No - wisdom is not a cardinal virtue

- but prudence is.

How much knowledge is necessary for wisdom? A lot of modern followers of wisdom do not notice that the Stoics distinguished between wisdom understood as “knowledge about divine and human matters” (sophia in Greek, sapientia in Latin) and practical wisdom (phronesis, prudentia). The latter is knowledge about how to apply the first.

I suspect that overlooking this distinction is part of the reason why so many fall into the trap of thinking that the Stoics - in particular the Roman Stoics - were only interesed in practical wisdom.

Wisdom (sophia) is not one of the four cardinal virtues in Stoicism - since the cardinal virtues are all different manifestations of wisdom. The practical application of wisdom - when it's not courage, justice or temperance - is prudence (phronesis).

The mistaken idea that wisdom is one of the four cardinal virtues in Stoicism is very likely a result of the fact that modern English translations of the list of virtues in Marcus Aurelius' Meditations 5.12 translates "phronesin" with "wisdom" - which is very unfortunate from a Stoic point of view. George Long got it right in 1862 and Gregory Hays got it right in 2012 - as the only one among modern translators of Marcus into English: both use "prudence" to translate "phronesin".

Marcus is a little different from the rest of the Stoics. He distinguishes between eulogistia and phronesis and - and that distinction seems to run parallel with Senecas and Cicero's distinction between sapientia and prudentia.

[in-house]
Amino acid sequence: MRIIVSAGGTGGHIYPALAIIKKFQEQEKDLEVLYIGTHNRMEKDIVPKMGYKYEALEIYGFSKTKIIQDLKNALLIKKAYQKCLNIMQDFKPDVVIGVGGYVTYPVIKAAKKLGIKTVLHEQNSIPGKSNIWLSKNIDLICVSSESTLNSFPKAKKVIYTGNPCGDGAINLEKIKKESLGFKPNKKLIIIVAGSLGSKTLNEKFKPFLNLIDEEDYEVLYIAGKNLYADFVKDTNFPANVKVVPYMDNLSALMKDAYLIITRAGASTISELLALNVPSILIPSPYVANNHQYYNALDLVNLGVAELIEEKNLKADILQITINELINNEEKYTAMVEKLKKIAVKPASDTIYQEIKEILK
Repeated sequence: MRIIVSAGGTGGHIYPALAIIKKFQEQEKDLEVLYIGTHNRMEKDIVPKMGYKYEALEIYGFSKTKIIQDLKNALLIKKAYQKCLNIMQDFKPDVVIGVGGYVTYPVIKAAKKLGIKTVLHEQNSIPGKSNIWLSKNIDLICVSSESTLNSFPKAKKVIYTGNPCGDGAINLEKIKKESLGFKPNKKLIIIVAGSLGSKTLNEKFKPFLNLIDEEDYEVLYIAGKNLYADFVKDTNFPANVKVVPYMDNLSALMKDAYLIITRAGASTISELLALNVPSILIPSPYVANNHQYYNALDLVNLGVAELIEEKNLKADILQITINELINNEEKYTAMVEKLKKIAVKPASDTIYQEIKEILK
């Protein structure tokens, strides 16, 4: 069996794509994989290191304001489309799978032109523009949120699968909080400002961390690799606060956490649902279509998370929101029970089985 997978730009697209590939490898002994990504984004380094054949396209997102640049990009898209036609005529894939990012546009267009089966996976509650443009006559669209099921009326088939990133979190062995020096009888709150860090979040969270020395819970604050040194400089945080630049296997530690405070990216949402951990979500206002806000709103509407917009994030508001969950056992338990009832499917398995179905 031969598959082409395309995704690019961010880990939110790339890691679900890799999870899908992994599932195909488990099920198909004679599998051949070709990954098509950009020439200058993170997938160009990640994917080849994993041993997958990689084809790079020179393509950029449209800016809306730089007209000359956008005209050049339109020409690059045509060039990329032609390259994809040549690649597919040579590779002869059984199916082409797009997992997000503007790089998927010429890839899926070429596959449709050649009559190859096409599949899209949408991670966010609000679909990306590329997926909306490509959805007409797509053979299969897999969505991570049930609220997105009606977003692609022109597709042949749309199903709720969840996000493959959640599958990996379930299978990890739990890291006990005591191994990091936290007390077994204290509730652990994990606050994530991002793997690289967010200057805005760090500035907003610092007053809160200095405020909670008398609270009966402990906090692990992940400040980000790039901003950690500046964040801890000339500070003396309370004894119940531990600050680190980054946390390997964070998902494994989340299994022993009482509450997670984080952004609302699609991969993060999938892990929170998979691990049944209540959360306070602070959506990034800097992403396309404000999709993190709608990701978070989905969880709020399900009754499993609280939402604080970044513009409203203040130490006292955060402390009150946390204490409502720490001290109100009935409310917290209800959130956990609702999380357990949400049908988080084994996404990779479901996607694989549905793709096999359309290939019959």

And here is Cicero making obvious the difference between wisdom in the grand scale - knowledge of divine and human matters - and wisdom understood as the ability to apply that knowledge in how to live:

The foremost of all the virtues is the wisdom that the Greeks call sophia. (Good sense, which they call phronesis, we realize is something distinct, that is the knowledge of things that one should pursue and avoid.) But the wisdom that I declared to be the foremost is the knowledge of all things human and divine; and it includes the sociability and fellowship of gods and men with each other. If, as is certain, that is something of the greatest importance, then necessarily the duty that is based upon sociability is also of the greatest importance. Moreover, learning about and reflecting upon nature is somewhat truncated and incomplete if it results in no action. Such action is seen most clearly in the protection of men’s interests and therefore is concerned with the fellowship of the human race. For that reason this should be ranked above mere learning."

- Cicero, On Duties, 1.135